You can prevent hair loss if you stop doing these things

Traction alopecia: How to prevent it and fix it

Lianne Bruney of new hair loss brand ProTress explains the causes of traction alopecia and how to fix it

We all have a desire to be beautiful and we act on that desire daily as it manifests through the clothes we wear, how we apply our makeup and style our hair. Our appearance is important to us because it effects our self-esteem, perception of self-worth and how others treat us. When it comes to appearance, no culture has been as daring, creative and trendsetting as the black race. As a collective we derive immense pleasure out of creating fresh, beautiful, cutting edge hairstyles. We sculpture our hair, straighten it, bend it, add to it and decorate and accessorise it. Other races marvel at our creativity and sense of adventure with hairstyles and frequently imitate our beautiful, artistic hair creations. As we strive for beauty through our creative hairstyling, it has come at a cost and on occasion, that cost is hair loss, which is the yin to our yang.

Afro hair is typically handled forcibly whilst being styled because the intense curl and kink of the tight curls means that it is frequently mistaken for thickness and strength. Whereas, afro hair is quite fine which makes it delicate and means it should be handled gently and with care. The implications of tugging and tightly pulling fine hair repetitively can result in many forms of hair loss, the common being traction alopecia.

How do I know if I have traction alopecia?
So, let’s say you have been wearing your hair in a tight ponytail for a long time because it really suits you and it is a really quick style to do in the morning, but you’ve noticed that your hairline is beginning to recede. You brush the hair loss under the carpet and keep wearing your hair in a tight ponytail and your hairline continues to recede. Or maybe you’ve been wearing a tight weave, braids or dreadlocks and your noticing your hair is getting thinner and bald patches are beginning to show. If any of these scenarios sound familiar to you, then you are probably suffering from traction alopecia.

What is traction alopecia?
Traction alopecia is a form of hair loss that is gradual and caused because of constant pulling of hair strands or excessive pressure applied to the scalp and hair. The constant and repetitive pulling of the hair puts a strain on the hair follicle, making hair fragile and prone to breakage. The strain on the hair follicle can become so intense that it can cause the hair follicle to separate from the hair bulb entirely, as well as causing inflammation around the hair bulb and scalp. The damage and inflammation caused by repetitive pulling, tugging and pressure can cause hair follicles to become atrophied (wasted away) so that they stop producing any hair, causing hair loss to become permanent.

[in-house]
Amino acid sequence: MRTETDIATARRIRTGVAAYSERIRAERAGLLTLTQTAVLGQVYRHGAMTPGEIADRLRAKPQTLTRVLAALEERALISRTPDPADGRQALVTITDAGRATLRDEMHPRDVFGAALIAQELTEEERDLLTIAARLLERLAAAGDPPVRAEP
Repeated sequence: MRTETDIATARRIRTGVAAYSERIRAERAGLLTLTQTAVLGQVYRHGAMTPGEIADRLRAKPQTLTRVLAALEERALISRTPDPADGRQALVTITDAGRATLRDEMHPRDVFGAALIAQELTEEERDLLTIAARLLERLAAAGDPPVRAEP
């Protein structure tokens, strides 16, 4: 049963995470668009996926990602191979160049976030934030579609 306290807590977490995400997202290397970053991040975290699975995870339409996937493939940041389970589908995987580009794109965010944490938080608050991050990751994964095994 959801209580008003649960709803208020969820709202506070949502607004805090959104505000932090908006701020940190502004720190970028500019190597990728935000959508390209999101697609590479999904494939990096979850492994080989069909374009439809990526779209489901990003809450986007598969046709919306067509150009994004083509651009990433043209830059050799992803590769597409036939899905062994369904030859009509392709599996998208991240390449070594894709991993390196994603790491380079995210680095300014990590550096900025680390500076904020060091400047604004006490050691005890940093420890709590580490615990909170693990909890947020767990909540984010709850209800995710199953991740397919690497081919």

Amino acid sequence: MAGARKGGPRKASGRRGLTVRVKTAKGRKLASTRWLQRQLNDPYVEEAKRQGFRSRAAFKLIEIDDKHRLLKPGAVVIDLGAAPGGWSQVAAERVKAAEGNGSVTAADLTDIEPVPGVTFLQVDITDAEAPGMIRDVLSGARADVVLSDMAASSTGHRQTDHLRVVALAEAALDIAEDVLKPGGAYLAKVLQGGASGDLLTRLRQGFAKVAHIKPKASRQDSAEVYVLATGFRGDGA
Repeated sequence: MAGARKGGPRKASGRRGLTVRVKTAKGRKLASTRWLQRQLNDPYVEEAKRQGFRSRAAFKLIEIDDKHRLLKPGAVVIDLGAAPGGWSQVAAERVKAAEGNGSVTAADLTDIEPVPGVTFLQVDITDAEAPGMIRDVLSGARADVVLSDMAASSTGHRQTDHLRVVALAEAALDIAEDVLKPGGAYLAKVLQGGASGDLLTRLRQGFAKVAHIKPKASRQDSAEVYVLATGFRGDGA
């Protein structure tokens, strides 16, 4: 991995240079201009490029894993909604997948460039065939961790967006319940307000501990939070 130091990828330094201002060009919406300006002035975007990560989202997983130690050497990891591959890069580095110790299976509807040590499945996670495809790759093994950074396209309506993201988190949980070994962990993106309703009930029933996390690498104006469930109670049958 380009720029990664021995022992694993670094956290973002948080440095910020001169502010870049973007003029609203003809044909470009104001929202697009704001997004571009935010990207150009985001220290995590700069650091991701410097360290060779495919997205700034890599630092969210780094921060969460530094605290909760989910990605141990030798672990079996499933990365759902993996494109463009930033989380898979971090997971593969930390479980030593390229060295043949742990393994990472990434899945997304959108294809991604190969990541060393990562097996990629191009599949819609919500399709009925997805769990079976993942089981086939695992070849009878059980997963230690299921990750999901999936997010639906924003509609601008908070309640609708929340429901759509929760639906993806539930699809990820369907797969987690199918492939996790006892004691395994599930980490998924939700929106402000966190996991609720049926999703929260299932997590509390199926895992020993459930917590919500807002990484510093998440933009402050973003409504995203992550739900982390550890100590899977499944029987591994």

Hairstyles that cause traction alopecia
Tight ponytails
Braids
Dreadlocks
Weaves
Tight wigs
Hair extensions

Can traction alopecia be reversed or treated?
To stop traction alopecia from spreading, avoid the hairstyles that caused it. For example, if you have been wearing your hair in a tight ponytail, try a looser ponytail. If you are a fan of braids, weaves or hair extensions and experiencing hair loss, give your hair a rest from these hairstyles for a few months. If you have dreadlocks, re-twist less frequently and not so tightly and you might also want to consider reducing the length through trimming to ease the weight/drag on the scalp caused by each long lock. Once you stop putting constant pressure on your hair and scalp, hair loss will cease to spread but that doesn’t mean that your hair will automatically grow back. It is likely that you will require treatment to restore hair growth.

Treatment for traction alopecia
Lisa Thomas, a qualified trichologist and Member of the Association of Registered Trichologists, advises on how to manage and care for afro-textured hair, Lisa explains, ‘As a trichologist and healthy hair consultant, I work with women to develop healthy hair care regimes and healthy styling practices to prevent hair loss, such as traction alopecia.’

Lisa continues, ‘When anyone experiences hair loss, it disrupts the hair growth cycle, which can make it difficult for regrowth to occur naturally once the hair has been lost, which is why bald patches become visible. This can cause significant emotional stress to women who sometimes have to resort to wearing wigs to look presentable for work and leisure, as our hair is such a significant part of our presentation and identity.’


The ProTress range of products was developed by trichologist Lianne Bruney

Lisa further explains, ‘To restore hair growth the hair growth cycle needs to be reactivated, which is what makes a hair growth product like ProTress so effective at treating hair loss. It reactivates micro-circulation, a crucial part of the hair growth cycle whereby blood circulates around the scalp and passes vital nutrients and oxygen to the hair bulb to create hair. I recommend ProTress to my clients, who with continuing use have seen great results and their hair being restored. It is not only about restoring hair, it’s also about restoring women’s, overall self-esteem, happiness and self-confidence.’ Lisa concludes.

Before and after images, showing the result of using Protress hair treatment for alopecia

ProTress Essential Scalp Therapy Energising Shampoo and Lotion was developed by trichologist Lianne Bruney and stops hair loss, restores hair growth, making hair thicker and stronger. It is made with innovative science technology and the patented Si MATRIX PF and natural extracts of rosemary, nettle and passionflower.

ProTress Essential Scalp Therapy Energising Shampoo and Lotion 3 Month Treatment Pack, £59.99
Stockist: www.protresshaircare.co.uk

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